The biggest problem with grabbing a thrash promo from a band that references Forbidden, Annihilator and Testament, is that I have no choice but to spend hours listening to some of the greatest metal albums to date. Not that I’m complaining but it is difficult to shut off Annihilator‘s Alice in Hell once it gets started. Personal problems aside, Seattle’s Fallen Angels deliver Bay Area-inspired, hard-hitting thrash that borders on the technicality of Sadus and Coroner, the straightforwardness of Testament and Metallica, and the modern charge of Havok and Warbringer. If you are expecting anything unique or original, you’ve come to the wrong place. However, these gents have some serious skill and their technical approach is sure to crack open an ’80s wormhole in your mom’s basement.
Fallen Angels dropped their first full-length in 2008 with Rise From Ashes: a record that dabbled in a balls-out Slayer riffs and later-career Death progressions that led them to more mature and rounded sophomore offering in Engines of Oppression. With some catchy acoustic work, thrashtastic bruisers, melodic numbers, and impressive instrumentation, Engines of Oppression turned out to be a lovely package of technical re-thrash. Slap on some improved production and some stellar performances in the form of the Toxik-meets-Sadus bass work and the monstrous soloing, and you got yourself a band really coming into their own. World in Decay raises the bar just a touch higher on all levels and delivers an album that expands upon their thrash and heavy-metal foundations.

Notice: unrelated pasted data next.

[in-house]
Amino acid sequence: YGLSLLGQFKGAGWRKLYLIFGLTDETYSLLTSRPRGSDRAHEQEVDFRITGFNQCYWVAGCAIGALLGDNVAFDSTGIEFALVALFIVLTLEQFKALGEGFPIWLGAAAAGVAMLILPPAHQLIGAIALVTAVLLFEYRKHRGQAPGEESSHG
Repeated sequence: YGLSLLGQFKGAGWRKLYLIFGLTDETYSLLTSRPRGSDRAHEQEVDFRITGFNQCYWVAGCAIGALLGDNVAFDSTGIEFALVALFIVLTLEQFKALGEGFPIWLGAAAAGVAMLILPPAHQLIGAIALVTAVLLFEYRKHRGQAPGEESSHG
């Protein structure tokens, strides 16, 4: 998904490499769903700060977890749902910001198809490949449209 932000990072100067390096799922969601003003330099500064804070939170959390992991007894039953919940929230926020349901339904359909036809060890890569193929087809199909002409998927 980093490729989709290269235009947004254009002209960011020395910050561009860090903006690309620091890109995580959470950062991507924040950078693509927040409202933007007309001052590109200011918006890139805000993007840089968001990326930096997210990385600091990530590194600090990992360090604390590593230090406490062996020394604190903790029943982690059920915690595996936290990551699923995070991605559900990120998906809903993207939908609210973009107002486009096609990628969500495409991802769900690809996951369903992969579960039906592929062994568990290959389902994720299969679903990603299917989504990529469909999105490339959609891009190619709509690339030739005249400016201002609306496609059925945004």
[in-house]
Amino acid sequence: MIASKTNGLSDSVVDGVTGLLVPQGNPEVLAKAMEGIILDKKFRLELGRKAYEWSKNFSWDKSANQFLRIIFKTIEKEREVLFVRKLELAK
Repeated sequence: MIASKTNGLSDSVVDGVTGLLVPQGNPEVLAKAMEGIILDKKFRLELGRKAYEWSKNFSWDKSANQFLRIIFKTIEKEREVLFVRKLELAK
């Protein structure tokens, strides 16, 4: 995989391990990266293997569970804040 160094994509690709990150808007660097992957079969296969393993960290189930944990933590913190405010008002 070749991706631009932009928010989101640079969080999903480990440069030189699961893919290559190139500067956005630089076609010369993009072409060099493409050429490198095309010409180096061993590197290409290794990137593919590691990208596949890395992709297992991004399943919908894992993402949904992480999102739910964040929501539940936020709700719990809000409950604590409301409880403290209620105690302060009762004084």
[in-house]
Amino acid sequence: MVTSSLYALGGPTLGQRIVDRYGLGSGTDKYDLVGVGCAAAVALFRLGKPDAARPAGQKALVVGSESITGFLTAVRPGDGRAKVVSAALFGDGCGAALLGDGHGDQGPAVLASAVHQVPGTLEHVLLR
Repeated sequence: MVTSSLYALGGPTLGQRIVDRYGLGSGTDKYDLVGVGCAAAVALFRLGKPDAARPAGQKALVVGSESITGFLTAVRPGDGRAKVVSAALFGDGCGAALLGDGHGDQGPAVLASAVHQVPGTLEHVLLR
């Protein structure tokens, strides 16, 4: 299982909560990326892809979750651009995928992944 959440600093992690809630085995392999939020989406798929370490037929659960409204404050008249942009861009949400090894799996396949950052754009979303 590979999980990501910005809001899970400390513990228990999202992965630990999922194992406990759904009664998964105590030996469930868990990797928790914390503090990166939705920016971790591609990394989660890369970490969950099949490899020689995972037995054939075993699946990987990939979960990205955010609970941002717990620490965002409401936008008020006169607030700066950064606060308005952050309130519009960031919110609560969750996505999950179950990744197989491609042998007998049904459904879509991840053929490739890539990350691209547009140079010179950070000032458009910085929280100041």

Fallen Angels mixes up the references on World in Decay like any re-thrasher would; employing multiple Bay Area styles for each song and then driving them home as if it were 1986 all over again. As they hop from Metallica-inspired ditties, like “Lead the Blind,” to the Metallica-meets-Testament accomplishments of “The Hour of the Time” to the Metal Churchy “Into the Abyss,” Fallen Angels infuses each track with their signature brew: technicality, instrumental skill, and a splash of melody. The “melody” can be found in buckets on “Fire at Eden’s Gate,” as it transitions from an acoustic opener to the hard-knocking, emotion-soaked attitude of Death Angel. This song is a good representation of the mid-paced boundaries to Fallen Angels sound.
Perhaps the greatest difference between this release and their sophomore outing is that I find myself returning to Engines of Oppression more frequently than World in Decay. However, the songs I return to the most on World in Decay are some of the best the band has put disc. I love “The Hammers Blow” for the wild guitar work and its Iced Earth-ish chops, “Forsaken Existence” for its massive amount of Steve DiGiorgio-inspired bass work, “Leading the Blind” for its addicting Metallicanations, “Mortis Ex Machina” for its crushing Warbringer delivery, and “Into the Abyss” for housing one of the best choruses I’ve heard in some time. When Fallen Angels nails their mixture of thrash and heavy metal – and then caps it with their signature technicality – the result is difficult to resist.
Though I enjoy Engines of Oppression just a little more (and could live without the vocals on any release), World in Decay‘s production blows earlier releases out of the water. The instruments sound so fucking good and those bass drums are so rich, they require a six-pack to quench your thirst. And while the DR8 doesn’t seem to shabby, we have another album of fluctuating compression from song-to-song (ranging from DR5-12). Overall, Fallen Angels does a fine job of taking “standard” and pushing on its sides just enough to make it fresh but not enough to bust the seams.